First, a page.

And with appropriately idiosyncratic commentary from me. This goes on for quite a while, so I'm going to hide it, trusting to Your Dopamine Pathways that you will not be able to resist Seeking it. There is a discussion at the end about transnational regulatory governance networks and what they mean for these meetings as exercises in a straitened form of global governance - which I suggest, not. And bonus discussion of Banking Institutions that are Too Big To Fail because they Operate Galaxy-Wide, and whether transnational regulators are a precursor to the United Federation of Planets and, finally, the terrible, terrible idea, perhaps the worst bit of social utopianism in the Star Trek universe (besides the ostensible un-necessity of money that Co-Blogger Ilya has already discussed and discounted), Memory Alpha ....
The principal policy debates at the G-20 meetings were over bonus/compensation issues for bankers (pressed hard by the Continental European countries, France and Germany in particular), and revisions to tighten and raise capital standards for banks and financial institutions (pressed by the United States). As this WSJ news story noted today - echoed by the Post and the NYT - the results were mostly general agreements in principle that stopped short of concrete commitments. If that sounds like the general history of G-xx final communiques, well, this one (here is the pdf) is right in the middle of the bell curve.
On banker bonus/compensation issues, the final communique urged general caution but stopped short of endorsing caps on compensation. For Germany and France, the banker bonus issue is largely a matter of domestic electoral politics, constituencies to whom it would be politically helpful to say that Sarkozy and Merkel had brought about a cap on greedy banker salaries. For the US and Britain, the issue of banker compensation is not absolute compensation as such, it is the structure of incentives vis a vis risk, and long term risk versus short term compensation. That is almost certainly the predominant view among financial regulation experts in the US, at least, and the predominant view among the Obama senior economics team.
On capital standards for financial institutions, more agreement was reached in principle because there is wide agreement among the leading parties that all these institutions need to tighten capital standards. This has two aspects in the global finance regulation debate, however. First is the need of each national regulator, and the institutions under its supervision, to tighten capital standards. That is happening, even though there was great concern a year ago that countries would find ways direct and indirect to have "their" financial institutions (i.e., ones providing large amounts of credit and leverage within a particular national economy) benefit from some other national system's rescue operations. But clearly there are coordination issues today as among central banks and regulators of particular national systems.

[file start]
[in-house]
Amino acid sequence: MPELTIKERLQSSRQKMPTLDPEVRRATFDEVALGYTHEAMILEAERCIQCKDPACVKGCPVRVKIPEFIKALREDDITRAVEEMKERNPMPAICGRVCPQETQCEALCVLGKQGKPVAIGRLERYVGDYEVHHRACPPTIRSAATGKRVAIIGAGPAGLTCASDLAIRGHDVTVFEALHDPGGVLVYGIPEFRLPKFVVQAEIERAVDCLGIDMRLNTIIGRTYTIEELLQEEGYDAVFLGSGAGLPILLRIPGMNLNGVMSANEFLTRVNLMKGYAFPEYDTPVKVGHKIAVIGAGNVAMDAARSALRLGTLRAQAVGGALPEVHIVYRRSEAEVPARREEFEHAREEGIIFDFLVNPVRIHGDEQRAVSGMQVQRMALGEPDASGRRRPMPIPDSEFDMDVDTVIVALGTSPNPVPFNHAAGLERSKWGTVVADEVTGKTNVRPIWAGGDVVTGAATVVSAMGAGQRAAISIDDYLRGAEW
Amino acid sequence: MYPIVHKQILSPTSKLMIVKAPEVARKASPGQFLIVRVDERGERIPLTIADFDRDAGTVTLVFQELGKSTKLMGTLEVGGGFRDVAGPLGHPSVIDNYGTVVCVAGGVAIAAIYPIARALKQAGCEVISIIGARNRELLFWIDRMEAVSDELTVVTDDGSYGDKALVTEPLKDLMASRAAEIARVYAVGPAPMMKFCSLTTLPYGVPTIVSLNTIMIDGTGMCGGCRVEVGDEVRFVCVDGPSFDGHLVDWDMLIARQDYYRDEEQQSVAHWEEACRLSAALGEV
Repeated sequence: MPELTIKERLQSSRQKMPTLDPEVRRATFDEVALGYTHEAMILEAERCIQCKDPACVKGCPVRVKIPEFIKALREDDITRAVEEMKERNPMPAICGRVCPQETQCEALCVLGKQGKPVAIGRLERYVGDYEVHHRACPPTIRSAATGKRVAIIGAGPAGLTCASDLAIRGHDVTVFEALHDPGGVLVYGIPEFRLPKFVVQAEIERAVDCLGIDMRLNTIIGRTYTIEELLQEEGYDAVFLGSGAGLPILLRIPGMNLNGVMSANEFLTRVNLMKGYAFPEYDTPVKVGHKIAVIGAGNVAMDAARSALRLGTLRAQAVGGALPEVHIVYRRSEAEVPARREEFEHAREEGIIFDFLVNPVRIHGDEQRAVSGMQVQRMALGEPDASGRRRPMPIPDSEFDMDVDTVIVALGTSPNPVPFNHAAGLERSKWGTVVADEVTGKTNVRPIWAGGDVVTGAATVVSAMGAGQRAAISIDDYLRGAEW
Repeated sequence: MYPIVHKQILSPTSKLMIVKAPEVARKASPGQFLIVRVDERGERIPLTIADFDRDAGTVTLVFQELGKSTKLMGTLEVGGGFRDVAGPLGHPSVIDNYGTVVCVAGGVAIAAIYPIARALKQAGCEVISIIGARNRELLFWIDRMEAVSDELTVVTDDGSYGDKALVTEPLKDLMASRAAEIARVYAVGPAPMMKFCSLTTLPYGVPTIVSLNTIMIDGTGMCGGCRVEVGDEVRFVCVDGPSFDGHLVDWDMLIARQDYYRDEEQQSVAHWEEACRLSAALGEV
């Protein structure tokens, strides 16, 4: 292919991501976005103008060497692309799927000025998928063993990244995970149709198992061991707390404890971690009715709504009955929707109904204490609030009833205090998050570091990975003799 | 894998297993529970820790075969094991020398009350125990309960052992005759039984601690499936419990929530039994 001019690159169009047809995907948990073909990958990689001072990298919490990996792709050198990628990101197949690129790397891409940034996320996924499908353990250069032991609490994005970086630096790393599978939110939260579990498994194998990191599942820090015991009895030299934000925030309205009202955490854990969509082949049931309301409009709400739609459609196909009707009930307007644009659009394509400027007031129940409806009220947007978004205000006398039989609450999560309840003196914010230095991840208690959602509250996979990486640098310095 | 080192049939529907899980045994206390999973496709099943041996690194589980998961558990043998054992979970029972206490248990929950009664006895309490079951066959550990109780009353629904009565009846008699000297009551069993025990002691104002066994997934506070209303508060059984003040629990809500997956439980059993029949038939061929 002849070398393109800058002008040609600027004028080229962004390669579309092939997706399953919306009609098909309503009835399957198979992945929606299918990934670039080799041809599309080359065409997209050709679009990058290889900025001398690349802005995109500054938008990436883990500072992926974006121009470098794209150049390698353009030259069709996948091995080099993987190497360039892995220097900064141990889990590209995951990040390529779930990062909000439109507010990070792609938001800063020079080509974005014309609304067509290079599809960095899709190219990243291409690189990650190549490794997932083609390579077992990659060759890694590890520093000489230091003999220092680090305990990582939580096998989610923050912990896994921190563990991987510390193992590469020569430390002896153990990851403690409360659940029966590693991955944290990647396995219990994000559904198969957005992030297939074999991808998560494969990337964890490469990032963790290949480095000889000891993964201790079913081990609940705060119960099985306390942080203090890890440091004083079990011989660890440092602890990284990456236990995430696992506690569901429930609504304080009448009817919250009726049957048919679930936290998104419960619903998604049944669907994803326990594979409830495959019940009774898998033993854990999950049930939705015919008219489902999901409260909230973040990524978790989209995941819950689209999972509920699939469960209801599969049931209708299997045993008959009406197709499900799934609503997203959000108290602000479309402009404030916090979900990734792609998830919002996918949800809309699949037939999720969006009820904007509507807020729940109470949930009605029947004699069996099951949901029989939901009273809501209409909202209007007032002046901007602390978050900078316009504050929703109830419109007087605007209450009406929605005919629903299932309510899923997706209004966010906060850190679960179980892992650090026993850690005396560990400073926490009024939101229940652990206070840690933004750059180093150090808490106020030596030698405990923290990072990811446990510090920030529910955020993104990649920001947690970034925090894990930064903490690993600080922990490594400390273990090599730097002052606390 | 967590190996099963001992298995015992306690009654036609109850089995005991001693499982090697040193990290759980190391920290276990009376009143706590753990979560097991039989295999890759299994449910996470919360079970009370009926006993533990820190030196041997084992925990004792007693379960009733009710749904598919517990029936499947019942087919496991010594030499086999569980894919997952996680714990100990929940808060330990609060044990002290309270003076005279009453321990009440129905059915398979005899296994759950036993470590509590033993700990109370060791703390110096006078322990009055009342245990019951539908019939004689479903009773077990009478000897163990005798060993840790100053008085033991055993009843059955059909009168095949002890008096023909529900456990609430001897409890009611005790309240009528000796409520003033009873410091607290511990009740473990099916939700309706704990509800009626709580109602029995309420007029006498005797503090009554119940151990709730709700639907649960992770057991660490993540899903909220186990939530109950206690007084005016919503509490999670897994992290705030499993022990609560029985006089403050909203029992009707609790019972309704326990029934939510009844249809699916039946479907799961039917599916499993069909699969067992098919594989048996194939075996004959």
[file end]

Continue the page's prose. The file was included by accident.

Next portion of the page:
Second, however, there is the question of global capital standards and what they should be, given that Basle II standards have not performed so well, or at least have been easily gamed to the point of providing regulatory cover for massive leverage. But implicit in that discussion are more fundamental discussions of whether
-a Basle style 'one-size-more or less-for-all' is necessary or a good idea, or is instead something that actually lends itself to gaming across the heterogeneous national economies in the world, particularly given its risk-weighting approach;
-what the standards would look like as a qualitative matter (i.e., what kinds of instruments count as what kind of capital and under what circumstances); and finally,
-whether there is any point to trying to put a quantitative limit on leverage by regulated or insured financial institutions or systemically connected institutions beyond which (if you could find a way to measure such a thing), the leverage is just ... Unnatural and ought to be Prohibited Per Se.
Call this last point the ... Unnaturalness Limit. The WSJ says:
The biggest surprise [of the conference] was the declaration by the officials that more needed to be done to boost banks' capital cushions "once recovery is assured." They said banks should hold more—and better quality—capital, meaning banks are likely to be urged to raise more equity rather than other more exotic instruments developed in recent years.
In a victory for Mr. Geithner, who launched an initiative to boost bank capital on Thursday, there was also agreement that leverage of international banks—the ratio of their total equity to their total assets—should be capped. Currently, most European banks follow capital ratios which depend on risk-weighted assets: assets weighted according to how risky regulators think they are.